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Flagship Universities' Financial Aid Policies Shortchange Poor and Minority Students
The priorities of some of the nation’s most prestigious public universities are undermining the goal of helping more low-income and minority students attend and succeed in college. Our new report, “Opportunity Adrift: Our Flagship Universities Are Straying From Their Public Mission,” examines how well the flagships are serving the student populations of their respective states. The report also reveals a grievous imbalance in the way many of these institutions distribute financial aid to students.
Public flagship and research universities spend millions of dollars every year subsidizing wealthy students who don’t need aid, while providing inadequate support to low-income and minority students who do. Although low-income students receive higher grant awards than wealthy students on average, flagships spend almost exactly the same amount to aid students in the top two quintiles of family income as they do to aid students in the bottom two quintiles.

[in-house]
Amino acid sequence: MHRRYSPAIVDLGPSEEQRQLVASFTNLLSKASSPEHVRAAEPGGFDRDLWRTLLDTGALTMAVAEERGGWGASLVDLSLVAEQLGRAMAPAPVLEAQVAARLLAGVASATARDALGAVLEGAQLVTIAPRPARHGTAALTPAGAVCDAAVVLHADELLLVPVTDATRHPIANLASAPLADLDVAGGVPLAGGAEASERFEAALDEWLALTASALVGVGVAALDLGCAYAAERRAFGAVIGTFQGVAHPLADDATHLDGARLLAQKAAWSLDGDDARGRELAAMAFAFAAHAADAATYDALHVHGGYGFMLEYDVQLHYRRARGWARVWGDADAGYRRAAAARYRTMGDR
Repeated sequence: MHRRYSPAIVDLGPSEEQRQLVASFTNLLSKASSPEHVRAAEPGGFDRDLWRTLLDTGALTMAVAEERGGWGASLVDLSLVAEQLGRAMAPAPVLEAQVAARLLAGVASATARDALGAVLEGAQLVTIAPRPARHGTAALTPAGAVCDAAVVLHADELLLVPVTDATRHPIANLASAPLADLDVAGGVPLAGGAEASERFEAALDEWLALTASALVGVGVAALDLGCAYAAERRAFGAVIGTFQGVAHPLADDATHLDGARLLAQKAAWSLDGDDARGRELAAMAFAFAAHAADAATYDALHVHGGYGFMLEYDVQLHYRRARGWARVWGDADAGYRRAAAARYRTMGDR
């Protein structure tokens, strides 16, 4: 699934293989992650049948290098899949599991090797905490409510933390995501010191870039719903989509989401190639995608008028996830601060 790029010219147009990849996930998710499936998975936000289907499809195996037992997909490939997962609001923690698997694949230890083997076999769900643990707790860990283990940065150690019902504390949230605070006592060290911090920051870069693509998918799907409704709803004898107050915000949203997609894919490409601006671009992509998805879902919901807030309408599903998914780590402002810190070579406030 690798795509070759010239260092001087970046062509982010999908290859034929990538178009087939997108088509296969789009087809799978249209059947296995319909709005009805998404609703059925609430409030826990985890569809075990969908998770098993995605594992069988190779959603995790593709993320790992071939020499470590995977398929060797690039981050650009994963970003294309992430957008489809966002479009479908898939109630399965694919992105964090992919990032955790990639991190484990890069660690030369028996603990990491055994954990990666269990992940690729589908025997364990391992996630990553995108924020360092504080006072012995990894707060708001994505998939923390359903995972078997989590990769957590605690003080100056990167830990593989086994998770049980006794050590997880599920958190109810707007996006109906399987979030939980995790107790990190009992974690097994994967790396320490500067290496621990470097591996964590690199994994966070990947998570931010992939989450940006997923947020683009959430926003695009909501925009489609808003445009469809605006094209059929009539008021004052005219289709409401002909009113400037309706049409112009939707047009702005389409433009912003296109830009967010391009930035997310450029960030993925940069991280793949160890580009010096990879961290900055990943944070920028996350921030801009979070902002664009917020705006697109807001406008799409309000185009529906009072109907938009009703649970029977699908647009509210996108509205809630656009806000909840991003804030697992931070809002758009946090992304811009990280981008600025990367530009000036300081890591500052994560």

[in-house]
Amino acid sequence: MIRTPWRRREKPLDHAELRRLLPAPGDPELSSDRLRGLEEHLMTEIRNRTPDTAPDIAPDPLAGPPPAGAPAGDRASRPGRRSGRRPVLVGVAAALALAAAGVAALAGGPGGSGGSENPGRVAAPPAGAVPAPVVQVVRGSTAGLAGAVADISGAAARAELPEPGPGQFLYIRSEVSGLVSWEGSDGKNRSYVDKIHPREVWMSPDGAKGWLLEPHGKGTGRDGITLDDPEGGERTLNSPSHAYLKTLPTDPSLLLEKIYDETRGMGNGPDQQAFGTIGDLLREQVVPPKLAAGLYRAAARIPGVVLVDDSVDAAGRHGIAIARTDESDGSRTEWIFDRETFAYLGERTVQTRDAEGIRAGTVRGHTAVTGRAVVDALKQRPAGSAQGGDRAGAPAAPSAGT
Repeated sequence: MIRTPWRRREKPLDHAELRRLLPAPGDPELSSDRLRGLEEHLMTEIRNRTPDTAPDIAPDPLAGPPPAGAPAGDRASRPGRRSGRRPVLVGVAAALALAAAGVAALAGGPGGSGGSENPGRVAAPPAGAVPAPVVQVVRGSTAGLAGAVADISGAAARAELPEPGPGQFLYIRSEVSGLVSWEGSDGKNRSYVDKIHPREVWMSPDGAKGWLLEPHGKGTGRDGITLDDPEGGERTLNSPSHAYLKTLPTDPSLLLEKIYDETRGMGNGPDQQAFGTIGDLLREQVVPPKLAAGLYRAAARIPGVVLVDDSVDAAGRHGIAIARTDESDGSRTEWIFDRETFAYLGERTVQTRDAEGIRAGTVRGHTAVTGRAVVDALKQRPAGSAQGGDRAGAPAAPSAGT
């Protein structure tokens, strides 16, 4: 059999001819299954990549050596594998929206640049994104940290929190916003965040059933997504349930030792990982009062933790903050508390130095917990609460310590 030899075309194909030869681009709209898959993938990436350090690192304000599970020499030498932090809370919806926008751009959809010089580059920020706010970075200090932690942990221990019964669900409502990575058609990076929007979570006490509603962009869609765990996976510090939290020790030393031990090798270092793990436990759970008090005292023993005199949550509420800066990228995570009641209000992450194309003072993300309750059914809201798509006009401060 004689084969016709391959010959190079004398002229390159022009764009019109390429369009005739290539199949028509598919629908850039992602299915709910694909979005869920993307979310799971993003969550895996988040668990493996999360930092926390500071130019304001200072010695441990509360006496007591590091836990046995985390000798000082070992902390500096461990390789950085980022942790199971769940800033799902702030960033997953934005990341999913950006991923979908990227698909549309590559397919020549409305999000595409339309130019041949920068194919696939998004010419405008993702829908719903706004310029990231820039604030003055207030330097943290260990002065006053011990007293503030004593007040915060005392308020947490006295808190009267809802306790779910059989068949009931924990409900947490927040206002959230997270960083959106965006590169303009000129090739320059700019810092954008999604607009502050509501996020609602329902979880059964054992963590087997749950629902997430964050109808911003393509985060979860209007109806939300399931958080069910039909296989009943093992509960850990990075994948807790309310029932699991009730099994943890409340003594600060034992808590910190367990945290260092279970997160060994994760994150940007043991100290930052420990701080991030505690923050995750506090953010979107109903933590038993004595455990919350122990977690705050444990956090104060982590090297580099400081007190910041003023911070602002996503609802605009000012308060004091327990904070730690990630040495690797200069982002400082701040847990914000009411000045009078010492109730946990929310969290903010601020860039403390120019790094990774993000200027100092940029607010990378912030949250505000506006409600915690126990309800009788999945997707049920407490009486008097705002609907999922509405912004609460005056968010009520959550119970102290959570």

In fact, the typical low-income student at these institutions is left with an “unmet” financial need equivalent to about 70 percent of his or her family’s annual income. Meanwhile, students at our leading public universities are looking less and less like the state populations these institutions were founded to serve.
As a follow-up to “Engines of Inequality,” our 2006 study of access and success at flagship universities, “Opportunity Adrift” reveals how prestigious public institutions erect barriers to college enrollment and completion for low-income and minority students. Some flagships are stepping up to the challenge and are making great strides in ensuring access and success for the full range of students in their states. This report documents their performance and progress. Visit the Press Room for additional details.